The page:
11 Jan Mylky matcha
These days, mornings call for mylky matcha lattes. Interestingly, mylk is a medieval spelling of milk, used to describe non-dairy milk products. I have tried a variety of mylks – almond, cashew and obviously soy but the Queen of mylks has to be OAT MYLK. Oat mylk tastes the absolute best in teas and coffees and you can also get it in a thick, creamy form.
Oat mylk + matcha + coconut palm sugar = happiness. This concoction is my motivation to rise early. It’s creamy texture feels like a warm, loving hug and it’s subtle taste gives a gentle, reassuring nudge on these dark, cloudy mornings.
- half a tsp of Bloom Absolute matcha powder
- 1 cup of oat mylk
- 1 tsp of oat cream
- 1 tsp coconut palm sugar
- Mix oat mylk and oat cream together in a pot and heat on the stove
- Add the matcha powder to your favourite cup
- Once the mylk has heated to a boil, pour a quarter of the mixture to the matcha powder and whisk vigorously side to side using a bamboo whisk until there are no clumps and a bit of froth has formed
- Pour in the rest of the mylk
- Add the coconut palm sugar, stir gently and enjoy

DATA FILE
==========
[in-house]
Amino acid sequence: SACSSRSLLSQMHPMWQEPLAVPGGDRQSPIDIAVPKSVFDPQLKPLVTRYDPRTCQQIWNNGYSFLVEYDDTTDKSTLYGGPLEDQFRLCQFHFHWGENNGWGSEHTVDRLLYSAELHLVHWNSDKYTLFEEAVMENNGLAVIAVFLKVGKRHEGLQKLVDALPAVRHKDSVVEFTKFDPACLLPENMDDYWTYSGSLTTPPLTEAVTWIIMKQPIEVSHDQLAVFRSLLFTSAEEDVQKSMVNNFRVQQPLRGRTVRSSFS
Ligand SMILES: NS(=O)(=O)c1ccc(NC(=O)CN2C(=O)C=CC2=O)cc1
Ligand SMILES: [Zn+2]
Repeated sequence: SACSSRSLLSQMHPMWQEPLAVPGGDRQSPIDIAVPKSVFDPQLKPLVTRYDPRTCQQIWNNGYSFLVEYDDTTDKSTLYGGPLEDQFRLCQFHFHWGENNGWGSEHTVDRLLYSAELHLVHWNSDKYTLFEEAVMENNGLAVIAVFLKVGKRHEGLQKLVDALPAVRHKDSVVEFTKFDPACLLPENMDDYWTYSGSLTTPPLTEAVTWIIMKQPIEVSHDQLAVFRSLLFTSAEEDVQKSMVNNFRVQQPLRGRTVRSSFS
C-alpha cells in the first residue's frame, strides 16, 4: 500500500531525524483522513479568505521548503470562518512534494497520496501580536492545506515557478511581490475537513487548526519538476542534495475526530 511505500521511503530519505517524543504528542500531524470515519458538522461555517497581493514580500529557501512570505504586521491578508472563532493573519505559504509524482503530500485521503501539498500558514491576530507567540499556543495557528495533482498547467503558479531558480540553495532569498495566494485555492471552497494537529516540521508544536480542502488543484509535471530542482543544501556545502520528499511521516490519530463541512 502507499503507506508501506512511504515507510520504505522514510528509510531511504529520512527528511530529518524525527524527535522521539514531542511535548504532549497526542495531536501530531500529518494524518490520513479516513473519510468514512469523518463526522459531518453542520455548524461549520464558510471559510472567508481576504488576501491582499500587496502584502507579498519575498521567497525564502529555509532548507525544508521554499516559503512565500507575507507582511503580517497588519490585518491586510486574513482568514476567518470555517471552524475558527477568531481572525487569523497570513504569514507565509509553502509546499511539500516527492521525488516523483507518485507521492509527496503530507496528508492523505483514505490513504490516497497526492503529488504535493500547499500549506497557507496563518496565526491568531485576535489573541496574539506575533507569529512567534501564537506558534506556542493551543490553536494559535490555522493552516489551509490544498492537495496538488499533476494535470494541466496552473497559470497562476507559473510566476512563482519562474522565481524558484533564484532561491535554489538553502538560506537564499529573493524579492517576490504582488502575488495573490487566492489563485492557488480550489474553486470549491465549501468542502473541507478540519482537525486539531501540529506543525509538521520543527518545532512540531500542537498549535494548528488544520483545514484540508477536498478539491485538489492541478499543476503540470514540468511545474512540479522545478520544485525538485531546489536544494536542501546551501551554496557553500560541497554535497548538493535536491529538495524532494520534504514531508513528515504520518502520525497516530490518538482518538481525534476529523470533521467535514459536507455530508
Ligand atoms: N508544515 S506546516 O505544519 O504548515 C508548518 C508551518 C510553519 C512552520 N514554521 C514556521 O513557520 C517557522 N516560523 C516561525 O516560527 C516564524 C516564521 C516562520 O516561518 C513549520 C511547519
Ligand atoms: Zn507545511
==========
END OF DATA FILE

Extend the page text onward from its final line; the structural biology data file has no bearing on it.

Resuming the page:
The Bloom Absolute Matcha Green Tea Powder has worked best in terms of mixing quickly without the clumps, and it of course tastes wonderful. It is pricey – £16.99 for 30g – however, it is on ‘penny sale’ at Holland and Barrett at the moment so you get two for £8.50 and they last F O R E V E R.
One of the benefits of matcha green tea is that it protects cells and genes from free radicals because it contains the antioxidant EGCE which clean up free radicals, keeping arteries smooth and healthy. Free radicals can cause damage to our bodies and contributes to diseases and ill health. They flow through our blood and can damage artery walls; they stick to the artery walls and form blood clots. When blood clots break free, they can travel to the heart and brain, which can cause heart attacks and strokes.
Food is medicine. Optimum health = optimum worship.